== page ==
Sahaja Establishes A Common Universality in Our Perception


“Fake news” was recently made the official word in the Collins dictionary. No doubt, we’re almost tired of discussing this phrase by now because so much has been said and analyzed on this topic. “Alternative fact” was used by a slightly less popular personality, that’s probably the only reason it didn’t make it to the dictionary as well.


The bigger questions facing us are – why did such a concept as “Fake News” become so popular when it is clear that anything untrue should automatically disappear soon as it makes its emergence? Shouldn’t collective wisdom be able to see what’s true and what it isn’t? Why does something fake even make it all the way to become news and then be labeled as “fake news”? Could it be possible that our civilization has a genuine difference in perception? Before you jump off your chair and say “These are exceptional times created by one individual” or “Fake News” is not the norm, let’s explore some related examples of this concept.


Remember that advertising was born decades ago. At some level, most of us will agree (with apologies to those who work in advertising and I don’t expect them to agree) that advertising and marketing does involve some aspects that are similar to fake news – it never ever says what’s wrong with what is being sold and chances are very high that it probably amplifies and even distorts the truth about its positives. So, is it time to call advertisements “fake appeal”?


Now, let’s move closer to ourselves. How many job interview answers and statements made by candidates are 100% the truth or a reflection of the personality and strengths of the candidate? Even before that, how many resumes are even entirely true? Yet, for decades, there are many tactics here which were never questioned as unethical.


Why does one politician get so much press for “Fake News” when we’ve known always that a majority of politicians lie most of the time? Where is the line between acceptable and palatable “Fake News” versus the kind that’s unbearable and does it really matter?


The bottom line is that some level of “fake” exists in this world everywhere, whenever human beings are involved. Someone, somewhere is faking something all the time in an attempt to look good, get ahead or simply survive. When it reaches blatant, outrageous and preposterous levels, it happens to get christened as the official phrase, worthy enough of being entered in some dictionary.


So, how do we develop our own absolute measure of reality in being able to see how much “fake” there is in anything? More than that, how do we develop this consistent sense of perception amongst human beings at least to a point where there shouldn’t be a debate on basic facts? The answer is in being able to perceive the absolute truthfulness in anything. Not everything in life can be debated. Qualities like innocence, trust, honesty cannot. For the most part, we, as a civilization understand these words very clearly and at least thus far have not debated the very definition of these words. An optimist would say that over 90% of the words in any dictionary probably haven’t been debated or their definitions stretched to suit our convenience and interpretation.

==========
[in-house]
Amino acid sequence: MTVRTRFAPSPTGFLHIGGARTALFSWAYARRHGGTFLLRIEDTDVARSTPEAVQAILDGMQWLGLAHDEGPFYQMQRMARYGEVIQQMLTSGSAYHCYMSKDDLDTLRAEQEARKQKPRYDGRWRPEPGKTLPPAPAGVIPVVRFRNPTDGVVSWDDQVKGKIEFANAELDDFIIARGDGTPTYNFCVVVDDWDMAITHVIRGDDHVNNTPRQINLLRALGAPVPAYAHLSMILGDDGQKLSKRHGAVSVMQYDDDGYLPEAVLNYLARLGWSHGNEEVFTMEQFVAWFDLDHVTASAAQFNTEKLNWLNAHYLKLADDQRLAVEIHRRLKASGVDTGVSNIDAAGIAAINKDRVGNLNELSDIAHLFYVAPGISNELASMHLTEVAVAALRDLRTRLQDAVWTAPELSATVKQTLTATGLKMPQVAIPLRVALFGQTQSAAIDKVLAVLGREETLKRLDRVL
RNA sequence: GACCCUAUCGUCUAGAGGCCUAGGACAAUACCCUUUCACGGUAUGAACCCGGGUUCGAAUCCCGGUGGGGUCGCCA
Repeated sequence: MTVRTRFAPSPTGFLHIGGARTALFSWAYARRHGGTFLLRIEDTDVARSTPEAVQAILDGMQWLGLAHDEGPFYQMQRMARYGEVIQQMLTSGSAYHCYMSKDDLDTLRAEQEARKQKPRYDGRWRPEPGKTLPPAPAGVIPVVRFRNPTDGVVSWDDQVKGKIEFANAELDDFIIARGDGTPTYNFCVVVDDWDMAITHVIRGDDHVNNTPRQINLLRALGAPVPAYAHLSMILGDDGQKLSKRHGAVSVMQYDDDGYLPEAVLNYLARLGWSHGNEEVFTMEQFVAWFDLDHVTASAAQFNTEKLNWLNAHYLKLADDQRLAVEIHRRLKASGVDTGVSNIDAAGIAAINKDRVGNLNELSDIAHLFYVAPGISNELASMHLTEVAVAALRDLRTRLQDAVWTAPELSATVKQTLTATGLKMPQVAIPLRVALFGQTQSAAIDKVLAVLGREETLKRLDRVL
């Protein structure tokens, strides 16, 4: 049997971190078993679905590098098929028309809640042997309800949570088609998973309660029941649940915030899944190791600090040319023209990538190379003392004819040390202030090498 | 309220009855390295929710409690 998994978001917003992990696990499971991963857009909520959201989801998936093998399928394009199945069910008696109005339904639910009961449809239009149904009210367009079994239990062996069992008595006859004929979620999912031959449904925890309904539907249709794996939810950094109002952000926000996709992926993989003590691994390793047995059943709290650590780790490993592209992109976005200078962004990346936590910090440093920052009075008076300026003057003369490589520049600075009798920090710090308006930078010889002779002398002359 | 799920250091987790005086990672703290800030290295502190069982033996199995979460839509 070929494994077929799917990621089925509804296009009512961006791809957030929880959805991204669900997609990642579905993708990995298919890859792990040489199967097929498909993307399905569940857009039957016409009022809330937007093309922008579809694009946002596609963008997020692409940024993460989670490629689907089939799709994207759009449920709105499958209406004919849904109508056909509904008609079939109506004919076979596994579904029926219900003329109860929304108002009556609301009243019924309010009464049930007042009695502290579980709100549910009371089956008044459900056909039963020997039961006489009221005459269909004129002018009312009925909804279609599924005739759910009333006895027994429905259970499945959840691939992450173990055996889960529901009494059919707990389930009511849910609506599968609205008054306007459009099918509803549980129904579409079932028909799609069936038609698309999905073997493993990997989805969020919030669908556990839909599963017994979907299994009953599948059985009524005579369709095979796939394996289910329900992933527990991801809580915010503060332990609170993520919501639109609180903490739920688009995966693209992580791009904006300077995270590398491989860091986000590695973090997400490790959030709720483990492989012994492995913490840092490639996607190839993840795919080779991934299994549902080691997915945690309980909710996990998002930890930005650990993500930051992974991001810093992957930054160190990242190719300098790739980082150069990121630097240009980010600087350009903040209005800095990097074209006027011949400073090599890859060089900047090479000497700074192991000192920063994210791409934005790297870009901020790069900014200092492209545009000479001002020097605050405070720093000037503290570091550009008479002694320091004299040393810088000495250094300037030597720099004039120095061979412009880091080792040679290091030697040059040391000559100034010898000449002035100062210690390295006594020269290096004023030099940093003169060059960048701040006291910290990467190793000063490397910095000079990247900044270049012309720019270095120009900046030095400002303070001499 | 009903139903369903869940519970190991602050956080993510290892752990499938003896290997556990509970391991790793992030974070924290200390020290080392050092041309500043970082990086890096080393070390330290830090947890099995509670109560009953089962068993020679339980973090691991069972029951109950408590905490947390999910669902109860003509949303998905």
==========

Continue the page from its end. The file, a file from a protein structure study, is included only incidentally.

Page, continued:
What if we were able to tell precisely whether something is genuine and represents the truth all the time and need not have to argue with anyone on it? That’s exactly what the subtle awareness of the Sahaja practice provides.


Subtle awareness is the perception of our own subtle energy system – our chakras, kundalini, and our Spirit within us. Beyond that, it is the ability to perceive reality as it is against a system of absolute values within us. For instance, when we’re harsh with someone, we get an unmistakable signal that our Vishuddhi chakra on the right side is blocked or caught up. Or when we clearly detect in that we’re overusing our right energy channel by exhausting ourselves physically and mentally. This awareness is precise and highly individualized. It’s never wrong and it always conveys the absolute truth unless we want to be in denial.


We start developing such an awareness within a few weeks and months of the Sahaja meditation practice. And the best part is that everyone who develops this awareness is innately provided with the identical frame of reference – the basis for perceiving whether something is real or genuine, good or harmful doesn’t vary from one practitioner to another. If we get 10 meditators in a room, excluding some temporary imbalances in some, a majority or nearly all feel the same at the level of subtle awareness and the same way about anything when they try to perceive something. Whereas, they may actually feel differently at an emotional or cognitive level – that’s where likes, dislikes, biases, and feelings come into play. At a higher level of subtle awareness, there’s never any ambiguity, never any duality. And it’s universal.


Check out our expert instructor and practitioner, Dr. Ashish Pradhan explain subtle awareness and the universality of perception.


So, we now proclaim that it’s time to move on from Fake News and Alternative Facts to what we would like to call as “Common Truth”. This would be the universally understood and acknowledged fact or interpretation that everyone can feel precisely and no one can debate – the collective subtle awareness. Indeed, the “Fake News” wave will die a natural death as “Common Truth” takes over our civilization. Or as we like to say, more people begin to find true meditation.